The Common Good

Old-School Confessional Revives Saying ‘I’m Sorry’

DERBY, Conn. — The Rev. Janusz Kukulka can’t say for sure that his parishioners are sinning more, but they sure are lining up at the new confessional booth to tell him about it.

RNS photo by Ann Marie Somma/Hartford Faith & Values.
The new confessional at St. Mary the Immaculate Conception Church, RNS photo by Ann Marie Somma/Hartford Faith & Values.

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For years, Kukulka, was content with absolving sins in a private room marked by an exit sign to the right of the altar St. Mary the Immaculate Conception Catholic Church.

But something happened during Lent this year. For the first time, Kukulka really noticed the two confessionals missing from the rear of his church. They’d been gone for four decades, ripped out during the 1970s to make room for air conditioning units during a renovation inspired by the Second Vatican Council.

They must have been a thing of beauty, Kukulka thought. He imagined their dark oak paneled doors and arched moldings to match the Gothic architecture of the church designed by renowned 19th-century architect Patrick Keely.

Their absence was striking, especially when the Archdiocese of Hartford had asked parishes to extend their confession hours during Lent, part of a public relations campaign to get Catholics to return to the sacrament of reconciliation.

So, one Sunday Kukulka announced his desire to the congregation. “I told them I wanted a visible confessional,” he said.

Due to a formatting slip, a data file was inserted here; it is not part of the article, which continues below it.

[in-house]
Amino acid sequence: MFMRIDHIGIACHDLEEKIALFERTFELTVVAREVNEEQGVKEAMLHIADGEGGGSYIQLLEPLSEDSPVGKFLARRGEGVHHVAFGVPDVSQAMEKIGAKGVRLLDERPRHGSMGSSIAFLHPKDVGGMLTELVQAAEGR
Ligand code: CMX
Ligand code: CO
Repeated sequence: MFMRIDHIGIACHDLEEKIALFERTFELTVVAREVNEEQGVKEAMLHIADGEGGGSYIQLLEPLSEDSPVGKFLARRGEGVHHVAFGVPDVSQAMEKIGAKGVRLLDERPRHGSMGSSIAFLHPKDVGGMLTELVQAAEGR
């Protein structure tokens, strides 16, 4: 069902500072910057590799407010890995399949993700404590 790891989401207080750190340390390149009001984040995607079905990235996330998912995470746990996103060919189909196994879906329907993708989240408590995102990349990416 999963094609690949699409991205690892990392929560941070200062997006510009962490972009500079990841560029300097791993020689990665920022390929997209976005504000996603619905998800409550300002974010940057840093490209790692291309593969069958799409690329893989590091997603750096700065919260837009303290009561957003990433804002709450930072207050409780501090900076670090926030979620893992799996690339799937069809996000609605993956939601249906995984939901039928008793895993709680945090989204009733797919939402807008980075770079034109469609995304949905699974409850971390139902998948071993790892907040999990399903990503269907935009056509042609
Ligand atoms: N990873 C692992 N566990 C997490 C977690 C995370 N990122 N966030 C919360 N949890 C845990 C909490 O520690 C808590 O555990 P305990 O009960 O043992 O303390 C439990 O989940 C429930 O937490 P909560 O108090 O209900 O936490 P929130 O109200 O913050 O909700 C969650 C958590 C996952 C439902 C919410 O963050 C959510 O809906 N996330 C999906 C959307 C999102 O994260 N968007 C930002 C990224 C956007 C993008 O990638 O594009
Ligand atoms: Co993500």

He got one within a week.

Parishioners Timothy Conlon and Patrick Knott moved quickly to fulfill their priest’s wish. They thought about building a confessional, but the cost was prohibitive for the cash-strapped parish. So, they turned to the Internet, where Conlon found an antique confessional for sale in Iowa on eBay.

Conlon flew out to Iowa and drove the confessional back to Derby. Knott’s wife, Elisa, donated the $1,100 cost of the confessional in honor of her parents, who were devoted church members. A plaque above the confessional bears their name.

“It’s a big hit,” Conlon said.

Patrick Knott, who had never confessed in the private room, said a long line formed in February when Kukulka held the first confession in the booth. He was the first to try it out.

“I got celebrity status,” he said. “It wasn’t bad.”

Kukulka said confessions have been up ever since at the church.

But Thomas Groome, professor of theology and religious education at Boston College, doubts that an old-school confessional will be enough to keep the momentum going.

Confessions among American Catholics have been on the decline for decades, a trend many theologians attribute to changes introduced by the modernizing reforms of the Second Vatican Council (1962-1965).

In an attempt to make confession less about sin, many churches during Vatican II shuttered their confessional booths and opened “reconciliation rooms” where the faithful could sit face-to-face with a priest and talk about their sins in the context of self-improvement.

“The church was moving in a direction where priests were supposed to be counselors instead of judges,” Groome said. “The problem was that many priests didn’t have the counseling or spiritual skills, and people didn’t like the openness. They wanted the anonymity that comes behind the grill.”

When Monsignor Stephen DiGiovanni arrived at St. John the Evangelist Roman Catholic Church in Stamford, Conn., in 1998, he found two confessionals nailed shut during Vatican II.

He closed off the church’s reconciliation room that featured “two beat-up old chairs and a crummy little screen” and opened up the confessionals. In 2009, he told a New York Times reporter that more than 400 people partake in the confessional rite every Sunday.

That number continues to grow, and the church has added more confession times.

“When I began as a priest in 1977, it was about ‘I’m OK , you’re OK, we don’t have to confess anything,’” he said. “We shouldn’t be guilt-ridden Catholics, that’s all true, but we should be contrite.”

Kukulka couldn’t be happier with the new confessional.

There’s just one small problem: Voices inside the confessional echo through the sanctuary.

Ann Marie Somma is the editor of Hartford Faith & Values. Via RNS.

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